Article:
On a warm late summer night last Thursday, The Garage was invited by Ford to be a part of Fashion’s Night Out with the all-new 2013 Ford Fusion. The event was called a ‘pop-up’ and was no simple display of just a new car. The concept originated from Donna Karan as a means to show how sustainability and environmental friendliness are working in the fashion industry…and the new Ford Fusion. This is actually a part of a web series known as Random Acts of Fusion. If the notion of high fashion and a mid-size American car sound, well, odd, bear with me.
New York City has been an easy train ride away my entire life, but I’ve never been to the Meatpacking District where Ford was hosting the event. I’m no stranger of the intensity of NYC, but that night it was times two. In talking with Ford’s PR staff, I was told the emphasis was on the topic of sustainability. What the means in real talk is Ford is taking lengths to use more environmentally friendly and renewable resources in constructing their cars. And it just so happens the new Fusion is, in my opinion, drop dead gorgeous, so the car hardly looked out of place in the midst of high fashion and models.
Ford has flown me to their headquarters in Dearborn, Michigan twice this year. First to see the global reveal of the new Fusion, and again for the Go Further conference. This was the first time I have seen what Ford had been telling me from the comfort of their home office in person. Ford feels the next generation of car buyers see cars differently from anyone currently above the age of 30, and they are right. Stats show younger generations are gravitating to the city. Technology is a must, not a luxury.
Back to Gansevoort Plaza in the heart of the Meatpacking District. Next door, TV’s Oxygen Network is having a private party for a show I know nothing about, but there are velvet ropes, red carpet and people holding clipboards. Everywhere there are huge men in black suits. Across the street there is a club with a line 50 people deep waiting to get in. And then some random protest group making noise, about what, I could not tell you. Music was pounding from all directions. I had spoken to Ford, taken my pictures. I needed a break.
I found a place around the corner without a line, and sat with a $9 pint of Heineken, and tried to contemplate what just happened. Across the street from me stood a fleet of Mercedes S-Class and BMW 7-Series awaiting their owners. The Ford Fusion competes against the most common cars sold, the Camry, Altima, and Accord. Yet, at what seemed to be the epicenter of hip New York social life, people were checking out the Fusion. In droves. What struck me was that people were checking out a car that will sell just fine in Kansas City, Missouri to an average middle class working family, but some of these people were dressed in outfits that probably cost as much as my first Volkswagen.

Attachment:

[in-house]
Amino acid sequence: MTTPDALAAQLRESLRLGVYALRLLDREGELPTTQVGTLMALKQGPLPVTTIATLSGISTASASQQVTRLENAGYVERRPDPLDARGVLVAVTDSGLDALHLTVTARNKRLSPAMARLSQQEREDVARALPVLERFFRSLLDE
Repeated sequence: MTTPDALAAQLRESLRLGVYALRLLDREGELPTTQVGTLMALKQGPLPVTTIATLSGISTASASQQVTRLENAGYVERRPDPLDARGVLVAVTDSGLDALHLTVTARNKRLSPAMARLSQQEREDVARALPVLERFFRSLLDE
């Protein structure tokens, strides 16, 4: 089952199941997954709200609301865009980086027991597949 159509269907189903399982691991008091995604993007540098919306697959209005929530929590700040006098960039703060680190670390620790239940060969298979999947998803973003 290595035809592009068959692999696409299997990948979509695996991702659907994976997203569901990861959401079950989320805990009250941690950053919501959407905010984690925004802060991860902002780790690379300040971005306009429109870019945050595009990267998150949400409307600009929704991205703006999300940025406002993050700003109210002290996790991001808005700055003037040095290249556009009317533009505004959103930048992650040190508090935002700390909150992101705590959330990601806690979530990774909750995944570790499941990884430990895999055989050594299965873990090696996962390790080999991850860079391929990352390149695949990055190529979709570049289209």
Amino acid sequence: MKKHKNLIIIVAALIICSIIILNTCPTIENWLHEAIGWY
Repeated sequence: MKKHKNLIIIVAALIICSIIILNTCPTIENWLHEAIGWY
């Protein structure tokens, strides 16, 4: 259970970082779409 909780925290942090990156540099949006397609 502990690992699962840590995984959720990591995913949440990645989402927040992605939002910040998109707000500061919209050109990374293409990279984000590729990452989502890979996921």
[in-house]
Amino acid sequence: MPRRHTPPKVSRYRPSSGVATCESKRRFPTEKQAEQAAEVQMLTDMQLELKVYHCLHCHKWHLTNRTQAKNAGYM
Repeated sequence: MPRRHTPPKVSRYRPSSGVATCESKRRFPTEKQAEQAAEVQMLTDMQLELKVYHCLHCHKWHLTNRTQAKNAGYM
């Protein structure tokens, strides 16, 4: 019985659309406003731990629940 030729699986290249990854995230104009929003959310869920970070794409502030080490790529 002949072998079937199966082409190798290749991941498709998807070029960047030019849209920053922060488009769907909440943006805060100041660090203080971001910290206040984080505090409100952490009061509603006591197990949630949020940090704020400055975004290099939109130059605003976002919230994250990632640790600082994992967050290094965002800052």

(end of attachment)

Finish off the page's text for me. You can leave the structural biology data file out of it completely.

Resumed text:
I had time to spare, but I wanted to go home. Back to my family and bungalow by Long Island Sound. I hailed a cab, and when I told him to take to me Grand Central Station, he sighed ‘Thank God, I have got to get out of here!’ That says a lot from a NY cabbie. Even sporting my trusty Doc Martens and a sharp plaid shirt, I was hopelessly out of place. We cruised through Chelsea, where I’ve attended other auto events, which were much more my speed.
If it sounds like I had a bad experience, I did not. I was here for an assignment, and I learned a lot about how Ford is marketing their pride and joy. I questioned if they expected any of these socialites would buy a Fusion. But if anything, they are aware of it, and that it appeared to seamlessly meet their extremely high standards of style and fashion speaks volumes of the work J Mays and his design team has put into the Fusion. In my opinion, it was a success, and raised an awareness of a car this crowd never would have given a second thought to.
On my quiet train ride home, surrounded by exhausted New York businessmen playing with their smartphones, I am again impressed at the lengths Ford is going to reach out to new markets, and especially the ever elusive Generation Y. Having a plush Lincoln MKT awaiting me made the quick ride to home all the better, where I comfortably slipped back into my family life again.